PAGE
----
California Government Code section 815.6 exempts a public entity from immunity if it has failed to discharge a statutory “mandatory duty” designed to protect from injury. Los Angeles County Code (LACC section 10.12.090C states that the county animal care and control department “shall capture and take into custody . . . [a]ny animal being kept or maintained contrary to [LACC sect. 10.40.010W].” That section states, “No animal shall be allowed to constitute a hazard or be a menace to the health, peace or safety of the community.”
In County of Los Angeles v. Superior Court (Faten) (filed September 5, 2012, certified for publication on Sept. 20) 2012 DJDAR 13264, minor Kameron Faten and his two bothers were walking home from school when two pit bulls jumped over the fence of John Boles’ residence and viciously attacked Kameron. The boys’ parents sued on their behalf for personal injury and emotional distress, naming Bowles, his landlord and the County of Los Angeles.
The County moved for summary judgment in the Superior Court, claiming the above-cited portions of the county ordinance were merely discretionary or permissive, thus it was immune and owed no duty.
The evidence reflected that on one occasion, a pit bull running loose in the neighborhood was seized and eventually euthanized, but not identified with any residence or owner. The County had received 9 previous telephone calls about the many pit bulls that had been at the Bowles’ residence during the past two-and-a-half years before the attack on Cameron. Pit bulls at the residence were reported to have jumped the fence, to have run loose and chase people. However, County animal control officer were unable to find any dogs of the Boles to be running loose. Officers had gone to the residence and posted notices, finding no responsible person home except on one occasion. The one time contact was made with a member of the Boles family occurred three months before the Faten incident when an identified neighbor reported that two pit bulls had jumped the Boles’ fence and killed two of her goats in her yard. Officers gave written notice at that time that the Boles could keep no more than 3 dogs.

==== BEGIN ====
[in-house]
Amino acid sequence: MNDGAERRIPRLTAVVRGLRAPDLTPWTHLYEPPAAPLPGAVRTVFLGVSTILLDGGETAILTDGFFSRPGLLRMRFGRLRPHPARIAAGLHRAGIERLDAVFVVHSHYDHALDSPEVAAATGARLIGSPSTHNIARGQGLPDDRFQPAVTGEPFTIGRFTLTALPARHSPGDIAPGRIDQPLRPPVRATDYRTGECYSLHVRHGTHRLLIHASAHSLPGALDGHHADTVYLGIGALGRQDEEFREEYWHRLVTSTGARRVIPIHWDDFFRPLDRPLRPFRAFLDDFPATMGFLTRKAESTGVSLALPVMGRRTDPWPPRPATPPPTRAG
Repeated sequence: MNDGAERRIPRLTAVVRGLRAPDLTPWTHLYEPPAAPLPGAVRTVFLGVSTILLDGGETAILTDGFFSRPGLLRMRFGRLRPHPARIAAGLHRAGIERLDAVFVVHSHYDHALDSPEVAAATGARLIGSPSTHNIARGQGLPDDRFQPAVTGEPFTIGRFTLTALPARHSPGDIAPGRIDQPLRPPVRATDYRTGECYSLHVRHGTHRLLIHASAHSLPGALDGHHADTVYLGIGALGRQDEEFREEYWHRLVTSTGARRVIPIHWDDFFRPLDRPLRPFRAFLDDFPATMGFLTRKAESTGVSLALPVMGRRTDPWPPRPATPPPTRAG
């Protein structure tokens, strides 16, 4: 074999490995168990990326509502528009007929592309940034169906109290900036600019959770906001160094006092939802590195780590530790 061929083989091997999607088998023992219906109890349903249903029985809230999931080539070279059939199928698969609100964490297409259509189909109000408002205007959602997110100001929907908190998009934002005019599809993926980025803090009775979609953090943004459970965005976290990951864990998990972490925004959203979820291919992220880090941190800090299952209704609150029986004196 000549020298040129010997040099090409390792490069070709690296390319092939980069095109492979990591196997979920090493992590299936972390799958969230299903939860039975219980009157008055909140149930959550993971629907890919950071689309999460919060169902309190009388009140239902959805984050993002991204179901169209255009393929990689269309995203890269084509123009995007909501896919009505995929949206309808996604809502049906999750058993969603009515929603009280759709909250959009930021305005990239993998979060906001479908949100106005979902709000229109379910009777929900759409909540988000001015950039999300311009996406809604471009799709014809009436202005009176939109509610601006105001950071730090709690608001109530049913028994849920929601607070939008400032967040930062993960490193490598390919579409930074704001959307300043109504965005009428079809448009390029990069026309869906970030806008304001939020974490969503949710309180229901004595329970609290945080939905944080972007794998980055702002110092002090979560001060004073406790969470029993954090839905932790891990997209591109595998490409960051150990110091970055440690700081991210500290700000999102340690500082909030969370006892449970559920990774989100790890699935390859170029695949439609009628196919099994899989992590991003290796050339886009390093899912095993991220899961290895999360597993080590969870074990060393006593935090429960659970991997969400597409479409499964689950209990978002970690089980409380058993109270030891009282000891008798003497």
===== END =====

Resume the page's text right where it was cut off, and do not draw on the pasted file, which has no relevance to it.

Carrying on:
The trial court denied the motion for summary judgment. The County petitioned for a writ of mandate to direct the trial court to vacate its order and instead grant defendant County summary judgment. As discussed in previous blogs, equitable writ relief is typically very difficult to obtain where the court proceedings will be ongoing and the seeking party has an opportunity to prevail in those further proceedings. But much like the case in the recent Touchstone case (see blog of August 23, 2012), the appellate court here felt the result was obvious and stepped in to manage the result.
The Court of Appeal, Second Appellate District, Division Eight, granted the petition and directed that the trial court grant the County’s motion for summary judgment. It found as a matter of law that the County was immune because “what constitutes a ‘hazard’ or ‘menace to health, peace or safety of the community’ is an inherently subjective question which requires the exercise of considerable discretion.”
I have always viewed a finding as a “matter of law” to mean that the result is either based on uncontested facts or the determination of any questions of fact would not matter because they are immaterial to the legal result. Whether the County knew of a public hazard in the form of pit bulls kept by the Boles certainly seems to be a material factual issue. Would not the County’s responsibility have become “mandatory” if the facts were that the County knew that the very same pit bulls had previously seriously injured other persons? It just seems the County’s duty is fact-intensive rather than a question of law, thus warranting a trial on the merits.